Traditional Recipes Meet Modern Cuisine

Culina, Modern Italian, will offer traditional and modern Italian dishes using many fresh California ingredients.

Feb 22, 2010
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An artfully prepared beet salad offers an intriguing option to more traditional salads.
An artfully prepared beet salad offers an intriguing option to more traditional salads.
At the Crossroads of Italian Cuisine
Eggplant and goat cheese make a delectable combination.
Eggplant and goat cheese make a delectable combination.
Photography courtesy Four Seasons Hotels and Resorts
Culina, Modern Italian uses only the choicest cuts of meat, including its generous portions of steak.
Culina, Modern Italian uses only the choicest cuts of meat, including its generous portions of steak.
Photography courtesy Four Seasons Hotels and Resorts
Tiramisu is the perfect finish to a perfect Italian meal.
Tiramisu is the perfect finish to a perfect Italian meal.
Photography courtesy Four Seasons Hotels and Resorts

Just in time for this year’s Academy Awards, Los Angeles’ newest, hippest restaurant will open at Four Seasons Hotel Los Angeles at Beverly Hills. Culina, Modern Italian, opens on March 3, bringing diners a culinary experience that lies at the crossroads of modern and traditional Italian cuisine.

“There are a lot of very classical elements in our menu but with a modern twist using local and sustainable products. However, in many instances, we are calling for absolutely authentic Italian products. We try to balance the two as much as possible,” says Executive Chef Ashley James.

James and Restaurant Chef Victor Casanova collaborated on the menu together, and they plan to tap local artisanal producers and to use fresh produce available in California for their ingredients. For instance, they are working with a local producer just 20 miles from the hotel to supply Burrata cheese to the restaurant.

Another example: Artisanal extra virgin olive oil, DaVero, produced by a husband-and-wife team at their Olive Ridge Ranch, also in California.

Casanova, who will oversee the operations of Culina, will import two olive oils from Italy, perfectly illustrating the quest for a balance of local and Italian ingredients. One of the olive oils, produced by Monini in Umbria, will be exclusively produced for Culina.

“I grew up in an Italian household, and I love all things Italian. Our philosophy is about how an Italian chef would work in California,” says Casanova.

Simplicity, Simplicity

One of the key focal points of the new restaurant is the crudo bar that features raw seafood preparations. The seafood will be fresh, arriving at the bar hours after being caught. The area will be sociable: The adjacent lounge includes a communal table, perfect for mixing.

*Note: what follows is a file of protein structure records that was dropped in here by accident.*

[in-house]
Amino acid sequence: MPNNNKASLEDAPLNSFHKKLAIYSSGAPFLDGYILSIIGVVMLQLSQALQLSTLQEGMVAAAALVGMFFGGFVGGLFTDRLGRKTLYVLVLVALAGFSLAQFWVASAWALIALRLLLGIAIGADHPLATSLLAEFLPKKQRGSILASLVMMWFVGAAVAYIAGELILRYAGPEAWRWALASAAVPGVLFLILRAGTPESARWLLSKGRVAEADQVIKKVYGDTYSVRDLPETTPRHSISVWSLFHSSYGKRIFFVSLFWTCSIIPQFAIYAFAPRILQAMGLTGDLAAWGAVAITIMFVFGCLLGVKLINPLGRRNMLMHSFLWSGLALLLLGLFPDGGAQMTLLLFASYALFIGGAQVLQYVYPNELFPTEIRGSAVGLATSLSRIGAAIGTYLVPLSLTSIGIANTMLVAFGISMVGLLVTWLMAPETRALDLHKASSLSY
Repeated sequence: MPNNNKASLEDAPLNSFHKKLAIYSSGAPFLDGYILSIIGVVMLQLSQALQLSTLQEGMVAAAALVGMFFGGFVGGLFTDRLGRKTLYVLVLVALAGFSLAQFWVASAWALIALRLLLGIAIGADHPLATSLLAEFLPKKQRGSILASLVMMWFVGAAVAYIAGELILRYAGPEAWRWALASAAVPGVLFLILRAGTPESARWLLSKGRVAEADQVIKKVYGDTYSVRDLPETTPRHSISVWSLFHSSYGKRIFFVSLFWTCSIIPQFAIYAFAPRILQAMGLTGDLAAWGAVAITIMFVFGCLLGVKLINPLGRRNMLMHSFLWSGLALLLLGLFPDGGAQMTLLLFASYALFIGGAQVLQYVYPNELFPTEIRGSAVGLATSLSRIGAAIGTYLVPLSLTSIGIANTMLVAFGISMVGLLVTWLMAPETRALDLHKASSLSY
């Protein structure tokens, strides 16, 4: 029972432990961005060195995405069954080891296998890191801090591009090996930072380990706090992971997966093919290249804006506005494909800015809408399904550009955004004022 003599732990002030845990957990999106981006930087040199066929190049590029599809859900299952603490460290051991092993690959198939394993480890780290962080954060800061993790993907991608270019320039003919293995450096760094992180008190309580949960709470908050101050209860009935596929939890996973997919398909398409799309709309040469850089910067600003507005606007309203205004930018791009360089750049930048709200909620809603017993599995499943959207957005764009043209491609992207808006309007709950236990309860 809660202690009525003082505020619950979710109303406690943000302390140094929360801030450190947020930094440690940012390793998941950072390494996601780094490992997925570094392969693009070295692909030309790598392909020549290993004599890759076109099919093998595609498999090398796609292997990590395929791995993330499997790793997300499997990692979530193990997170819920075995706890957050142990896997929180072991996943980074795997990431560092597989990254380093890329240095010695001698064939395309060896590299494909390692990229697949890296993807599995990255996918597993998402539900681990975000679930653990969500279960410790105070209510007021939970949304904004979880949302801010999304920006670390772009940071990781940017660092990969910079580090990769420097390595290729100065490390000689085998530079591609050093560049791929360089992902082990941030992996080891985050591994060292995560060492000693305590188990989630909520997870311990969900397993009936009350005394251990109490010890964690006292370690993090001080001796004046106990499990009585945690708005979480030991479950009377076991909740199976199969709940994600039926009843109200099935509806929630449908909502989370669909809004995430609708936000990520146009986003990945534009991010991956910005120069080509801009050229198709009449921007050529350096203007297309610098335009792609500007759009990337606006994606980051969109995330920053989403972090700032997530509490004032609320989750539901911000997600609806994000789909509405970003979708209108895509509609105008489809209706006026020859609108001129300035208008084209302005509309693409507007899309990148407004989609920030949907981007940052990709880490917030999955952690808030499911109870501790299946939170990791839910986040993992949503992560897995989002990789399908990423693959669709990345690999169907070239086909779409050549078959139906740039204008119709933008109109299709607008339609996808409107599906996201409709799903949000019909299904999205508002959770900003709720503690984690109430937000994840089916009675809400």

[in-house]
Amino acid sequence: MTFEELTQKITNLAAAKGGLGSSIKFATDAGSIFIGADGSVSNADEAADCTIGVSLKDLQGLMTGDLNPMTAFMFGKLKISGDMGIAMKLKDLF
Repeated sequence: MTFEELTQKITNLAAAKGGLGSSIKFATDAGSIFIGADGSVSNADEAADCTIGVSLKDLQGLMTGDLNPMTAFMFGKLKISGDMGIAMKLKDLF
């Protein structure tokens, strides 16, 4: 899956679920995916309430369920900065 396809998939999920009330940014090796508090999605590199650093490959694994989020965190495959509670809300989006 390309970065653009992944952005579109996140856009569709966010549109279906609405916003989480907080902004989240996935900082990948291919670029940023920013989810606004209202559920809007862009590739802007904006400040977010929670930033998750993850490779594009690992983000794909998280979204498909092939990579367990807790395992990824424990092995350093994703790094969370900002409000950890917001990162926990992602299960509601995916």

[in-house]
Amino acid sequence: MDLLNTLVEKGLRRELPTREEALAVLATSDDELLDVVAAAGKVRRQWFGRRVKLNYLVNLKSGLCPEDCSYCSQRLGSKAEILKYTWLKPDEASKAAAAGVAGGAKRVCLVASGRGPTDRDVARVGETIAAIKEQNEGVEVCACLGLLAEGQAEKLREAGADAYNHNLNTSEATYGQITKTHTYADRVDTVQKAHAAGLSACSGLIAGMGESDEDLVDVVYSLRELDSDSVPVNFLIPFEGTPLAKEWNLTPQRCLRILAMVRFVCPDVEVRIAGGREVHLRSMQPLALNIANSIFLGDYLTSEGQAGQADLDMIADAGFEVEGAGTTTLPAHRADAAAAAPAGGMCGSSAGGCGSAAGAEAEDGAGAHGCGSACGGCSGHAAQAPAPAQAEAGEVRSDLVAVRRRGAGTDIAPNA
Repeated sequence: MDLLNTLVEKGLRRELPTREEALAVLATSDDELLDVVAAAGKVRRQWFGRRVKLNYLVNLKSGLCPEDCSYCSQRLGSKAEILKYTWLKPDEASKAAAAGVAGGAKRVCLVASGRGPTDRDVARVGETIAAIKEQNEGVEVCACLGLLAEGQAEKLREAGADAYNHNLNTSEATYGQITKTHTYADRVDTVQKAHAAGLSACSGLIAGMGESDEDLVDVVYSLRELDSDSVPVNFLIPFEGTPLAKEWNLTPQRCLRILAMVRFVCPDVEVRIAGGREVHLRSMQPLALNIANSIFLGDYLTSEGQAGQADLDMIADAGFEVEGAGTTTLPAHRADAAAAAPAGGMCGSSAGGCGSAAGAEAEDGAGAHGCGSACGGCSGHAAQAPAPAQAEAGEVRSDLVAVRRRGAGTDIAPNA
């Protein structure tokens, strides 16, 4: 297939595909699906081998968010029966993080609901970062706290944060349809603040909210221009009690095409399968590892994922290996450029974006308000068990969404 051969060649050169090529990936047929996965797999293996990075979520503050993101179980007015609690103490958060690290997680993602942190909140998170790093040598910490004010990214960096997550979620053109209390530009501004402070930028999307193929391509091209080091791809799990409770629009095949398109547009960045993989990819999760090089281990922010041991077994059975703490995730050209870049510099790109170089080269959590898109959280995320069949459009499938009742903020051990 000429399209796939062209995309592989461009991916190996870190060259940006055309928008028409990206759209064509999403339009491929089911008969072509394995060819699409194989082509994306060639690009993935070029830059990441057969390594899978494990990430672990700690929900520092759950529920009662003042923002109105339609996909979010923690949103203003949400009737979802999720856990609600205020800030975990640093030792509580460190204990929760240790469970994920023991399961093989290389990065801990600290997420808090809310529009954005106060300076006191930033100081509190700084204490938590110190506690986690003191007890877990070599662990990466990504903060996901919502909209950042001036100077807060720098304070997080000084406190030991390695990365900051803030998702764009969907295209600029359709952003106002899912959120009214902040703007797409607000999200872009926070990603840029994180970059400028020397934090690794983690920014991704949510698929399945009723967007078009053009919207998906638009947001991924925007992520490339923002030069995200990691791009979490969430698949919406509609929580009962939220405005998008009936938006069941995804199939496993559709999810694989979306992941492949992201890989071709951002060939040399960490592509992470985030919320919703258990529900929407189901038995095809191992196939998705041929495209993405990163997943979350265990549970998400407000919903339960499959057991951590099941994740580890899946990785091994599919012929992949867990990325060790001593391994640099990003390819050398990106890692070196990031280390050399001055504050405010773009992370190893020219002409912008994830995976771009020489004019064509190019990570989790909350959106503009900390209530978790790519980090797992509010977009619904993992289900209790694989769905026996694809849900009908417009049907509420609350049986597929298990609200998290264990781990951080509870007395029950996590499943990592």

“We decided after trying complex dishes that the best dishes were the simplest because they respect the amazing freshness of the fish,” says James.

A perfect example of the simplicity of the crudo menu is the Hamachi (yellow-tail) with Star Anise Oil, Orange and Orange Sea Salt.

The chefs also embrace simplicity in the creation of other dishes at the restaurant, including Casanova’s delicious Spaghetti alla Cittara, a square spaghetti braised in San Marzano tomato sauce with peperoncino, then tossed with fresh basil.

“Everything I’m about is perfecting simplicity and taking simple ingredients and paying respect and homage to tradition,” Casanova says.

The Choice Is Yours

“The great thing about the menu we’re created is that it gives the diner the total flexibility to do what they want to do,” James says. “If you want to go very snack-y, you have a lot of delicious small plates; if you want just a salad and a delicious pizza, you have that possibility; or you can also come in traditional style, do your antipasti, pasta, entrée, and cheese and dessert,” he adds.

Casanova mentions three dishes when asked for additional examples of the menu’s bounty:

  • An Arugula and Buffalo Mozzarella Salad with Citrus-Basil Pesto. Both the salad and the pesto are prepared tableside making for a fun and interactive dining experience.
  • Grilled Baby Octopus (which is marinated in rosemary, olive oil and lemon, and then grilled) with Harissa and Ceci Beans.
  • Bistecca alla Fiorentina, also prepared tableside, 28 ounces of prime T-bone steak alongside Tuscan fries and salsa verde. It’s a very classical dish, notes James.

The restaurant will also offer more than 200 wines with the majority available by the carafe and a rotating menu of a dozen wines that it will offer by the glass each night.

The flexibility of the restaurant extends beyond the menu, with an indoor and an outdoor lounge and half of its seating outside to take advantage of Southern California’s perpetually beautiful weather.

Whether diners want to linger over cocktails on the patio or have a multi-course Italian meal, Culina, Modern Italian, provides a dining destination that is both cultured and of-the-moment.


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